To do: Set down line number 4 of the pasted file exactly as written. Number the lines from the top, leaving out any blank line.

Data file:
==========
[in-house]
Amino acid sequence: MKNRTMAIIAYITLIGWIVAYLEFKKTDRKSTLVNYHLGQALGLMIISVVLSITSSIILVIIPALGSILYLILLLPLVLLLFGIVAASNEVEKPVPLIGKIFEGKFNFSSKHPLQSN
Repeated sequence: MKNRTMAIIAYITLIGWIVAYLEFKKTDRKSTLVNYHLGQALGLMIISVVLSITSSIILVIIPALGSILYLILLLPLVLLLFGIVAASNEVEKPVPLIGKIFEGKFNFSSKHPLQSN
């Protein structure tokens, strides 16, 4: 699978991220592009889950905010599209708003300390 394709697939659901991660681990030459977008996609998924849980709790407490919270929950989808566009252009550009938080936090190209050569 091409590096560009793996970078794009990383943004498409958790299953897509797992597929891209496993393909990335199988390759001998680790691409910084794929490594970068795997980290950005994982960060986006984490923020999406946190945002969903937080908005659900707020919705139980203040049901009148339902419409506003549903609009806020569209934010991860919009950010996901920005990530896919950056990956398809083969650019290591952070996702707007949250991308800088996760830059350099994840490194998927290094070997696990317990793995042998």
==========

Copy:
């Protein structure tokens, strides 16, 4: 699978991220592009889950905010599209708003300390 394709697939659901991660681990030459977008996609998924849980709790407490919270929950989808566009252009550009938080936090190209050569 091409590096560009793996970078794009990383943004498409958790299953897509797992597929891209496993393909990335199988390759001998680790691409910084794929490594970068795997980290950005994982960060986006984490923020999406946190945002969903937080908005659900707020919705139980203040049901009148339902419409506003549903609009806020569209934010991860919009950010996901920005990530896919950056990956398809083969650019290591952070996702707007949250991308800088996760830059350099994840490194998927290094070997696990317990793995042998």